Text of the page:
Dear brothers and sisters in Christ,
Thank you for inviting our delegation. Last weeks the leadership of the World Council of Churches took considerable efforts to make our being here possible. One of the reasons is the war in Ukraine that makes our possibility for journeys strictly restricted.
I am greeting you on behalf of the Ukrainian Orthodox Church. According to the official state statistics this is the largest Church of Ukraine with over 12 thousand priests and parishes. I would also say it is the historical and traditional Church of Ukraine which has its history since over one thousand years.
I came to this meeting from Ukraine, a country in which the geographical centre of Europe is located. Nevertheless, our country traditionally belongs to Eastern Europe. And some speak of it as “the country of the former Soviet Union”. This issue is confusing and is determined by the prospect with which one looks at Ukraine.
Position of Ukraine is determined by its size, its history, and the interweaving of its relations with Russia. The latter is the reason that till now our Church has not been directly represented in the World Council of Churches. The reason is in some difficulties in inter-Orthodox communication. After all, while carrying on its ministry in the independent state of Ukraine, our Church formally was presented at such forums as a part of the Russian Church.
However, for more than six months Ukraine exists in the situation of the war. This is a war in which our enemies are trying to make us part of Russia again. The idea of imperial greatness and a glorious past caused the death of many thousands of Ukrainians, and the destruction of many cities. Over the past six months, millions of Ukrainians have been forced to leave their country. Many of them found refuge in Germany.
The war became an important factor not only in the fate of individuals, but also for our Church in its search for a new status. On May 27, only three months ago, our Church’s leadership assembled a council with participation of the episcopate, priests, monks and laity. At this council the overwhelming majority of participants spoke in favour of complete independence from the Moscow Patriarchate and for self-governance of our Church.
Undoubtedly it is result of the on-going war in Ukraine. But for me it is first of all result of the development of our Church since 1990 when our Church received a Blessing Letter from the Patriarch Alexiy of Moscow on the rights of wide autonomy in its functioning in Ukraine.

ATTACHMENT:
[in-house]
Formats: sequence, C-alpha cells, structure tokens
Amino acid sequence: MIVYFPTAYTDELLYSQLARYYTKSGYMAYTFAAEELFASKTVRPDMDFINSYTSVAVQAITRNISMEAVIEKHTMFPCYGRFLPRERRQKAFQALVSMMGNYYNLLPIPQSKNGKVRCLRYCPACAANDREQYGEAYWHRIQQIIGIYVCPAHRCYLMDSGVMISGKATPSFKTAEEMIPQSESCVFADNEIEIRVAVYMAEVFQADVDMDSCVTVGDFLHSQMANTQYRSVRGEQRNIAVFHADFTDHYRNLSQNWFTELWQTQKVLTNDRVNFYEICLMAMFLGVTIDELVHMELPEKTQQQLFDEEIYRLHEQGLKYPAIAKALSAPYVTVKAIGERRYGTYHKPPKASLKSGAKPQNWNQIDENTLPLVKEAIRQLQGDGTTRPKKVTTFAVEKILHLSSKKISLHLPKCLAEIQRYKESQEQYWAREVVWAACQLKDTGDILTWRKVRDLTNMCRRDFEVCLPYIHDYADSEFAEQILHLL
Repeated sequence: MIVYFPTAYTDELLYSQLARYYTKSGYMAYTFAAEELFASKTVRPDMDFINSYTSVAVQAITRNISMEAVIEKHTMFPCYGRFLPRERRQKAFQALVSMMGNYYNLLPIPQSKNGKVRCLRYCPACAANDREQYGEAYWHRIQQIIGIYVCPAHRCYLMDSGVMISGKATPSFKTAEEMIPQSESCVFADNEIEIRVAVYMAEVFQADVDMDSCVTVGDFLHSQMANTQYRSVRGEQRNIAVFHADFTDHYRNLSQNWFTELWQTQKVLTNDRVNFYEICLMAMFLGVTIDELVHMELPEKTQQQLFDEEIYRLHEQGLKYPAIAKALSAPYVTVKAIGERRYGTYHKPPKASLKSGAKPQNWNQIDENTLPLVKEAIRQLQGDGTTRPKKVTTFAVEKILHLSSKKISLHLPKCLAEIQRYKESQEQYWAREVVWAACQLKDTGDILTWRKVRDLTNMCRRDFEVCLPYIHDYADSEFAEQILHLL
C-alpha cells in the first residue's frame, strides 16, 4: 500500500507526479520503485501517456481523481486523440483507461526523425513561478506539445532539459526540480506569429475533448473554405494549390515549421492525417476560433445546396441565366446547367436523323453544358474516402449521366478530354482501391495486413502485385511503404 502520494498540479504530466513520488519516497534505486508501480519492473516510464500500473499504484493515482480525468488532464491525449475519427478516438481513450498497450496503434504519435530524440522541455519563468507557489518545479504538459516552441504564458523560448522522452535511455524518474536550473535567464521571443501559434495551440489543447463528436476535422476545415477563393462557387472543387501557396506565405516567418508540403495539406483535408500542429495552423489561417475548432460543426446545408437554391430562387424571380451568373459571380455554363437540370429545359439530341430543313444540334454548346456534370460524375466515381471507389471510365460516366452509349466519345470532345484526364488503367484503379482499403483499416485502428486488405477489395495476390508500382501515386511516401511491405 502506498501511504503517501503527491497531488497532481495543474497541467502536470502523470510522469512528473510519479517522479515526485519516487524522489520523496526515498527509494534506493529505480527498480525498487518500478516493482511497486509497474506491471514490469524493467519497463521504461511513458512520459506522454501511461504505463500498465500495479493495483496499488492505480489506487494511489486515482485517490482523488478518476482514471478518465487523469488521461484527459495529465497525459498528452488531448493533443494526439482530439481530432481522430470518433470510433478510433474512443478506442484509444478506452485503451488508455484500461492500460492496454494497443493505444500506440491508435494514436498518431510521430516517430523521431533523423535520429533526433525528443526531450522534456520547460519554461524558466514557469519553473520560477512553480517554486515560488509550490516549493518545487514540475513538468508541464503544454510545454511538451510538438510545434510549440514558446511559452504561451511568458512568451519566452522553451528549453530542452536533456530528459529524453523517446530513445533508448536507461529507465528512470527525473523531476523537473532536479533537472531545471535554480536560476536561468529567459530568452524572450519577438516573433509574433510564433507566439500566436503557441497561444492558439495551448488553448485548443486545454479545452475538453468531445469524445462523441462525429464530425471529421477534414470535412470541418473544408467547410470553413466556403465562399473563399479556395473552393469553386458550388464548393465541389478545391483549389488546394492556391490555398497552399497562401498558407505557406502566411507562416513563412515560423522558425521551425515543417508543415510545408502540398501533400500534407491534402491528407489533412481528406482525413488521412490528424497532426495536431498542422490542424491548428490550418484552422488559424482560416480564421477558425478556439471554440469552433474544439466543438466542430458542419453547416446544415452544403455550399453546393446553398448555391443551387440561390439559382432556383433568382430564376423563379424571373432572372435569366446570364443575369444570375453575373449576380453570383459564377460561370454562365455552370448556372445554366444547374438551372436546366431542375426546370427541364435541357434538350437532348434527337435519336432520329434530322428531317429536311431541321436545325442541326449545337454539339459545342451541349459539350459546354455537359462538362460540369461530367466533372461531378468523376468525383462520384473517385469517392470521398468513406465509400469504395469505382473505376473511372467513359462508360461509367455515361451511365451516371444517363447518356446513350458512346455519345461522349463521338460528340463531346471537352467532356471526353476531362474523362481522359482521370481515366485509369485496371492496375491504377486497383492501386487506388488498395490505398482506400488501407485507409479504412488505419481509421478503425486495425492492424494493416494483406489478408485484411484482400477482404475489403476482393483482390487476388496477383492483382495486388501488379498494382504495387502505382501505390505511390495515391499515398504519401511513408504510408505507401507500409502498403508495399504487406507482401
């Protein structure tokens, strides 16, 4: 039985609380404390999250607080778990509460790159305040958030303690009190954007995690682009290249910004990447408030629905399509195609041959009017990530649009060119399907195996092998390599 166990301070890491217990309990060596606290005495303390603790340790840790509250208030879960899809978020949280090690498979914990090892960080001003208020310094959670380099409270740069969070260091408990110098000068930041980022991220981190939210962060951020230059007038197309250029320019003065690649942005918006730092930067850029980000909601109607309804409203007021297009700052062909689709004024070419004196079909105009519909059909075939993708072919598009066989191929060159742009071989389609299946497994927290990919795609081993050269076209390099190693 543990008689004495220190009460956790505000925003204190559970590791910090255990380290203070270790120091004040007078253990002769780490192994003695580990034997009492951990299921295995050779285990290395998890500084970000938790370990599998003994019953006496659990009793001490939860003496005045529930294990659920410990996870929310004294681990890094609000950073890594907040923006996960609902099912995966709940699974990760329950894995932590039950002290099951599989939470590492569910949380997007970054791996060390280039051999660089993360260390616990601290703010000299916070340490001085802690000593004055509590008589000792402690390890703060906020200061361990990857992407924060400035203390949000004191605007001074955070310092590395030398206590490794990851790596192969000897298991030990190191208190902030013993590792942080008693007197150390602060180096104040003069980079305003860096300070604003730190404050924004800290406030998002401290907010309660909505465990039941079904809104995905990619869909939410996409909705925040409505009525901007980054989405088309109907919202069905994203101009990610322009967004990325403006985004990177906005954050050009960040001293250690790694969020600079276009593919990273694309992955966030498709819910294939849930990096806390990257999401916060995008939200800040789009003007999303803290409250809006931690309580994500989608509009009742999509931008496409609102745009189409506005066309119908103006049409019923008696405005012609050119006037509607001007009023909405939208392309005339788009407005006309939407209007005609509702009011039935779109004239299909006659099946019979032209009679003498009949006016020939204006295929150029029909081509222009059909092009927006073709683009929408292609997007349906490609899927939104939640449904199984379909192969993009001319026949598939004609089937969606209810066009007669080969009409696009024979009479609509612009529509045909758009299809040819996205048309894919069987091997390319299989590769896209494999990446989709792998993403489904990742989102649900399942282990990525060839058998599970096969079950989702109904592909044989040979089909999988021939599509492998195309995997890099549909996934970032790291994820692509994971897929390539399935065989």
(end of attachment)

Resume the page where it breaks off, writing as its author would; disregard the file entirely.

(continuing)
The mentioned decision of the Council of our Church still needs time and efforts for reception from the side of our faithful, so that our people remain consolidated around our Church hierarchy. There were and remain many critical voices inside Ukraine who accuse our Church of being too close to the Church of Russia. Our Church exists in the situation when its activity is sharply criticized not only from abroad but from other orthodox structures inside the country.
Nowadays our Church has very actual goal – to help our people in the situation of the humanitarian crisis and large need. Many structures and faithful of our Church became volunteers that support people in need. It is an answer on the urgent request through our circumstances. Our Church receives and distributes different kinds of humanitarian help – especially from the neighbour countries and from our sister-Churches.
I am the head of the charitable foundation “Academic initiative” and can mention its activity as an example of reorientation. Before the war our goals were to support international exchange in the sphere of theological education and to inform international partners on the Church situation in Ukraine. But after the beginning of the war we concentrated ourselves on the additional activity. We received many donations from different Christian organizations. Through these donations we were able to help more than 2,5 thousand people in need from the regions affected by the war.
I hope that once this war will be over. Then our Church will be able to open up more for communication with other Christians – both in Ukraine and around the world. It will include our membership in the World Council of Churches. Personally, I made significant efforts to this and I am making them further.
Among the examples of my efforts are preparation of a conference on the reconciliation of Christian Churches in Ukraine, financing textbooks on other Christian confessions, support of student exchange. Our students improve their theological knowledge in different countries of Europe, including the Ecumenical Institute at the WCC in Bossey. And this is gradually changing the climate within our Church, making it more open and ecumenical.
So, I am an optimist. I hope we can decide the urgent questions and build long-term constructive relationships with other Christian Churches and organizations. Thank you very much for your attention!